Antelope bitterbrush or Antelope bush: Purshia tridentata, Rosaceae (rose family)

This is another one of those ubiquitous, rugged nondescript plants that tends to dominate the landscape, and in doing so, just kind of melt into it unnoticed. It has a kind of scraggly, shaggy, un-uniform structure that reminded me of juniper—but while juniper had leaves throughout the winter, this one generally did not, except for a few green nubbins that were hard-pressed for a classifiable shape. So when the sparsely-petaled white flowers began to bloom prolifically, I put it on my list of plants to figure out. I thought it was desert almond for a while, because the flowers are near identical to an untrained eye. But the tree structure is so different, and the flowers began to grow these funny little horns from their centers. Turns out they are in the same family.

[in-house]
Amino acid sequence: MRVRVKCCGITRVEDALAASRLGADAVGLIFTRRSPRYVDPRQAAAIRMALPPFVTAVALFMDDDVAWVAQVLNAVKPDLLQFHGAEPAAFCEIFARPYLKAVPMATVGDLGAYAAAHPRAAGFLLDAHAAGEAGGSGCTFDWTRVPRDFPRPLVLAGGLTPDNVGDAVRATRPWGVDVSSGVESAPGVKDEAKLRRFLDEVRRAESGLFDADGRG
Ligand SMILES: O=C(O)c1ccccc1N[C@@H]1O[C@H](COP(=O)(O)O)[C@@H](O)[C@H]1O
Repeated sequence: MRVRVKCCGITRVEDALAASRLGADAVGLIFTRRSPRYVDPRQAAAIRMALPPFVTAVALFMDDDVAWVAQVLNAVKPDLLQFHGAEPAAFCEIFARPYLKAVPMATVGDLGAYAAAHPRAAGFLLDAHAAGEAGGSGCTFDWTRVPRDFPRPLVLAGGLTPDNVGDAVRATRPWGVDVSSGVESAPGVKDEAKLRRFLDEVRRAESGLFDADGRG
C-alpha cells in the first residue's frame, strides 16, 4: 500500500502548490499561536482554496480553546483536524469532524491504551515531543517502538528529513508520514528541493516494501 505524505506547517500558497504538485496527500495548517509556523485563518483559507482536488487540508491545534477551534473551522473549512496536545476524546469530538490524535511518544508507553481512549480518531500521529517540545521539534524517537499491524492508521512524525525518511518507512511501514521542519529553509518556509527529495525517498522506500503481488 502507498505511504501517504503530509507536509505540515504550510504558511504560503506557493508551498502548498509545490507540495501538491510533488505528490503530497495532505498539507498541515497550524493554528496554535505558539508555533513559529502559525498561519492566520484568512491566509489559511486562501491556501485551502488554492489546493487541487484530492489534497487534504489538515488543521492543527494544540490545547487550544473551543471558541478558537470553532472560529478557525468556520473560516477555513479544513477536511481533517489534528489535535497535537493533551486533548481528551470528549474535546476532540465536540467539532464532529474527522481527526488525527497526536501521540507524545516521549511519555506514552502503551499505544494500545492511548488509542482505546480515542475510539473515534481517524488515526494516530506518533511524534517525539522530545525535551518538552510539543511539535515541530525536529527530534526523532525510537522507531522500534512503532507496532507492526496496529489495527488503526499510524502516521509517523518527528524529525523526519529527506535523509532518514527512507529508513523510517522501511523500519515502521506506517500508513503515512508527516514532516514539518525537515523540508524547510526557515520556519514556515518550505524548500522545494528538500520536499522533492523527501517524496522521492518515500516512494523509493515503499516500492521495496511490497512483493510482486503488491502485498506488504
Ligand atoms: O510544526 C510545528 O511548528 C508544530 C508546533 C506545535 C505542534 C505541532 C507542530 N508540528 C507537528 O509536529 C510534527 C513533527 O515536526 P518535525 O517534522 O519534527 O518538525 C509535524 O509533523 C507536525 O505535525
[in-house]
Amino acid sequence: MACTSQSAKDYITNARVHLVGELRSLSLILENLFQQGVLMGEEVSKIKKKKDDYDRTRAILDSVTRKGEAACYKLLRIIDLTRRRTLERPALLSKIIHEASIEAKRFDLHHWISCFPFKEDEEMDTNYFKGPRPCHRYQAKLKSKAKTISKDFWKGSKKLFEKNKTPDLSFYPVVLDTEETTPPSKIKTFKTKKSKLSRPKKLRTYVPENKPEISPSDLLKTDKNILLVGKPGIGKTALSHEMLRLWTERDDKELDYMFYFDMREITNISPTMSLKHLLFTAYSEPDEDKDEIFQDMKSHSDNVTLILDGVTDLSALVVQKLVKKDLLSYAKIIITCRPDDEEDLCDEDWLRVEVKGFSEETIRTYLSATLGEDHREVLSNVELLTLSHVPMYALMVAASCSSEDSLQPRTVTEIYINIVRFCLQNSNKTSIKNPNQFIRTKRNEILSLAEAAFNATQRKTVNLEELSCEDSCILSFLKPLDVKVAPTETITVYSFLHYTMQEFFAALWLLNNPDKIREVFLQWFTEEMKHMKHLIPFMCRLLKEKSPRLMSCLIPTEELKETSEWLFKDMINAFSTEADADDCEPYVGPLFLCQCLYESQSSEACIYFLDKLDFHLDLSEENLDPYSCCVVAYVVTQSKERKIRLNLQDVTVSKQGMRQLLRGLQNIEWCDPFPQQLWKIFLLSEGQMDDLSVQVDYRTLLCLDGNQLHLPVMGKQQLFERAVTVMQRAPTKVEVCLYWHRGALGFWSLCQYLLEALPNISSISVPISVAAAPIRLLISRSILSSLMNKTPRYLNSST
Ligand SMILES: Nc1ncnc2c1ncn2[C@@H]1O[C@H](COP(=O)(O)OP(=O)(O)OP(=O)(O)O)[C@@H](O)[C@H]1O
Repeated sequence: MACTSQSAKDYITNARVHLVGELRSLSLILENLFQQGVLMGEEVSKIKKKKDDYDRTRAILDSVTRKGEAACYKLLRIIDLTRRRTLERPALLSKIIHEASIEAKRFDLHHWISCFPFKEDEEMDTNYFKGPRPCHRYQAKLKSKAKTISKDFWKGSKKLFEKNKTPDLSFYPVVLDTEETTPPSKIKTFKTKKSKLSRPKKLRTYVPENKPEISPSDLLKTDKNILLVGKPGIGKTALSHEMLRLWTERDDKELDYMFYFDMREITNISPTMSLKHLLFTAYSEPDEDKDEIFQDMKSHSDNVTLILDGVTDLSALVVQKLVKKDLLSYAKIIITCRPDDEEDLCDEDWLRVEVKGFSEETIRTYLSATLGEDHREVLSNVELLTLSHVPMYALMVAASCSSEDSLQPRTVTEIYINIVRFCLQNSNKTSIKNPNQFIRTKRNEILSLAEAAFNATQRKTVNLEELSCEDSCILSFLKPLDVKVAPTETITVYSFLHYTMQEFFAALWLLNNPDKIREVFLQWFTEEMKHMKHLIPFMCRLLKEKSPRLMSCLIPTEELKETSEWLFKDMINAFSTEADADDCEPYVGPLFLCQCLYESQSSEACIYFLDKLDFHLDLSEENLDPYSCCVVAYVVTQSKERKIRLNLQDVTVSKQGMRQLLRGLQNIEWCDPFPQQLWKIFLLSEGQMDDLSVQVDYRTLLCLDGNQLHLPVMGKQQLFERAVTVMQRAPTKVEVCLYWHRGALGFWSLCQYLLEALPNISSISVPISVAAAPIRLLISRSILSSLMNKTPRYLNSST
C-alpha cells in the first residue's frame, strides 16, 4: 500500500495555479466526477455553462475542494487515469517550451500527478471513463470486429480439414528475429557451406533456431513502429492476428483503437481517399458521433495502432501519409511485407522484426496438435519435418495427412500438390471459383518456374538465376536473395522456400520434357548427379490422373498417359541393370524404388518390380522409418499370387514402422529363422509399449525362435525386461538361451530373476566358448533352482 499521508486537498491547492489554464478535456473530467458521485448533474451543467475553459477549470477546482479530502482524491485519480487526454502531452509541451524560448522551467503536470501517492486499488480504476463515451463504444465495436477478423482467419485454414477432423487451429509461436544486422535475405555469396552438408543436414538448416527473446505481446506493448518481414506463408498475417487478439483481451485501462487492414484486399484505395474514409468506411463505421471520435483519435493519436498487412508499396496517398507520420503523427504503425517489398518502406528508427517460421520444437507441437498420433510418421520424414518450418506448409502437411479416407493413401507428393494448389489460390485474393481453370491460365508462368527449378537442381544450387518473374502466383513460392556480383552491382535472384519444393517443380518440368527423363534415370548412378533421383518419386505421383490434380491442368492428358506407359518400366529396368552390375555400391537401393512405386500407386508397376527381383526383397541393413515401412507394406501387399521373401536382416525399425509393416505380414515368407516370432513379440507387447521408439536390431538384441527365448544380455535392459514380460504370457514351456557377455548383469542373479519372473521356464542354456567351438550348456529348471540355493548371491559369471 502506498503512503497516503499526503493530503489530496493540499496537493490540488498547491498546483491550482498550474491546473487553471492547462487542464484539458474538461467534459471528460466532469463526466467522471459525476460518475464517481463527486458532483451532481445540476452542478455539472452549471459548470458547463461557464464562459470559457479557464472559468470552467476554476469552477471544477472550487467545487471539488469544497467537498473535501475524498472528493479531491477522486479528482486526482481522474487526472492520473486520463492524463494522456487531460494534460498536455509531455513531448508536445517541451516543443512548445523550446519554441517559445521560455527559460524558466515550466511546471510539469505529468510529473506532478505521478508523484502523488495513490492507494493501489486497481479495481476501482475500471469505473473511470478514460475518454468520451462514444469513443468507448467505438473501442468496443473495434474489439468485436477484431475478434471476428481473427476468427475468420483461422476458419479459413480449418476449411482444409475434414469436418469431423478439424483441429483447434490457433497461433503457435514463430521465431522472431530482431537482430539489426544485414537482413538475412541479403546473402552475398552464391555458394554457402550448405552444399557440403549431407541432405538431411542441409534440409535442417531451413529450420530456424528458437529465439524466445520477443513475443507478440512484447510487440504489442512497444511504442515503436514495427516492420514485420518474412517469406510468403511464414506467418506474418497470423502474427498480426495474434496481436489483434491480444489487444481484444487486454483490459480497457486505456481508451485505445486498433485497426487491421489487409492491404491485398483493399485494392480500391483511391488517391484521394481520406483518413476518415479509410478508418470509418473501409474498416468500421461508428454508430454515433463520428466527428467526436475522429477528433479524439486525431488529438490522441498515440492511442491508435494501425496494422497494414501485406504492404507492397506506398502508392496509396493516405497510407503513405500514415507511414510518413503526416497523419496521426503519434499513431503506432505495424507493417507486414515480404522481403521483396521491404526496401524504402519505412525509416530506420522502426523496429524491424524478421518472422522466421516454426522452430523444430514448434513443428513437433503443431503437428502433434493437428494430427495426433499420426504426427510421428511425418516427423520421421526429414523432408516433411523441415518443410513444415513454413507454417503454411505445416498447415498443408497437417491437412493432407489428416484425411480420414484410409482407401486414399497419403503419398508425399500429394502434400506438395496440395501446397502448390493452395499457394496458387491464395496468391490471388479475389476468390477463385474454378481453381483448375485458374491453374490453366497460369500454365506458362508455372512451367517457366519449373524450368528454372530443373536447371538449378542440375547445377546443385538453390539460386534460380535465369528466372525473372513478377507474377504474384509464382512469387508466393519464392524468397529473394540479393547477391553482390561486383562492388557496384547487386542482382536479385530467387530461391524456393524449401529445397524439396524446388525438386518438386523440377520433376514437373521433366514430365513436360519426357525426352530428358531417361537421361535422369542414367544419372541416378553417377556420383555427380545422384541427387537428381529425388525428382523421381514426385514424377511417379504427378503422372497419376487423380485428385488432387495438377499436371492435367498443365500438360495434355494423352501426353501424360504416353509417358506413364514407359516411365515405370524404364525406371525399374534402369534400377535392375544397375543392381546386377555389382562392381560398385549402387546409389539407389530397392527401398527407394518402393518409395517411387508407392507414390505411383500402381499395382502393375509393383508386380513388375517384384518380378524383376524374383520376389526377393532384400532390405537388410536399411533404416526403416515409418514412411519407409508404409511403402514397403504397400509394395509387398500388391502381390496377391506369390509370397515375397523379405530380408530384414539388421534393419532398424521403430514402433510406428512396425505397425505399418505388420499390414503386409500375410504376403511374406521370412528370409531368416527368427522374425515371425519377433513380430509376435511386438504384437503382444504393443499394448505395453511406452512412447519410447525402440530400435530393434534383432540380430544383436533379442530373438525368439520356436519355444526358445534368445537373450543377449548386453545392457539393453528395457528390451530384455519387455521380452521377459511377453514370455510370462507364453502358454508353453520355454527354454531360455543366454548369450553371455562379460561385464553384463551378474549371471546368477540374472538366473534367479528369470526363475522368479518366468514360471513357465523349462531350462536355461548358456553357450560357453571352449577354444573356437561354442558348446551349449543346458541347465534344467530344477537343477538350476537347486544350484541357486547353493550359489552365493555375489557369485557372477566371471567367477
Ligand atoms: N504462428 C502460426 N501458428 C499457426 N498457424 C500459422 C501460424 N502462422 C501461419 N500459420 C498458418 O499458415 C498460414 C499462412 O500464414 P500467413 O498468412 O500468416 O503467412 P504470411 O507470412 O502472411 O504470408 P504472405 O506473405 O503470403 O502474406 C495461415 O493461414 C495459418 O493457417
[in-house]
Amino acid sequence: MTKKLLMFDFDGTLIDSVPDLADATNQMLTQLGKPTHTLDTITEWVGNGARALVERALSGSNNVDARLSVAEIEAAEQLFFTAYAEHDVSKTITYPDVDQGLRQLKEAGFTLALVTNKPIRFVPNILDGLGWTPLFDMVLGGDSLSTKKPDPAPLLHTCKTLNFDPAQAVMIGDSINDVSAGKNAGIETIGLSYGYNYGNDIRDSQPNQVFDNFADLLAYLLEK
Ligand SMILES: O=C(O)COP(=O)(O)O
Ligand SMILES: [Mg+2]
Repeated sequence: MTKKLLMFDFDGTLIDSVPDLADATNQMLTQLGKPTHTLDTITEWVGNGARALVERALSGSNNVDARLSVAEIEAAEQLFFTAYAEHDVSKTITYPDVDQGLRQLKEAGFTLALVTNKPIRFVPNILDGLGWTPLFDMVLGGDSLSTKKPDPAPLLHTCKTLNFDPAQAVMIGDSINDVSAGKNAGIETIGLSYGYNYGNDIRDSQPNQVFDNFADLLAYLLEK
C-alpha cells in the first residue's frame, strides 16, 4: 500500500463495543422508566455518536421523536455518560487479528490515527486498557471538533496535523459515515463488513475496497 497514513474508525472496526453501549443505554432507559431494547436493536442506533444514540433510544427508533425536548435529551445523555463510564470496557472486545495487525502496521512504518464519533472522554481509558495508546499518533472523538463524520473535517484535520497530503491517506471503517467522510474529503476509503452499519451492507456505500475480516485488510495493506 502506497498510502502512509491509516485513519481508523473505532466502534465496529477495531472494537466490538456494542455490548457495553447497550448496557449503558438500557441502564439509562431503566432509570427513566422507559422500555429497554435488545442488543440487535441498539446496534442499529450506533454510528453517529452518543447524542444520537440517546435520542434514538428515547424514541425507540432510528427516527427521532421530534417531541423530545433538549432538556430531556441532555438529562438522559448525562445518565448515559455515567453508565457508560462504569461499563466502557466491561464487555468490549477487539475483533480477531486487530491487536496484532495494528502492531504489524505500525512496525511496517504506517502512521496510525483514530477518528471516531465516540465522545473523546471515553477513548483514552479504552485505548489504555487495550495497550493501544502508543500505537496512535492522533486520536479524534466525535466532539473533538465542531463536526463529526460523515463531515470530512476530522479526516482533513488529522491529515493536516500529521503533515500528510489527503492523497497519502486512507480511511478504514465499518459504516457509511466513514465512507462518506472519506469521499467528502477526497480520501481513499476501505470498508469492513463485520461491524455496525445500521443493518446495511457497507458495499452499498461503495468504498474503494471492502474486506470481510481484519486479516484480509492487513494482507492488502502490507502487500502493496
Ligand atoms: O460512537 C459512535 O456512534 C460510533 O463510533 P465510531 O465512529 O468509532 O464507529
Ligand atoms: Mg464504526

Antelope bush provides shelter for smaller critters and birds, and as a higher elevation plant, is a favorite green of larger game such as deer and elk. I don't think large game hang out in these parts, but pipes canyon is in the lower elevation range for antelope bush, which is most abundant between 4000 and 9000 feet. I haven't found any sound references concerning ethnobotany, but the USDA plant profile sheet lists a host of remedies that can be developed from antelope bush, ranging from laxatives to lungs; even as an expeditor in placenta expellation. I'll stop there.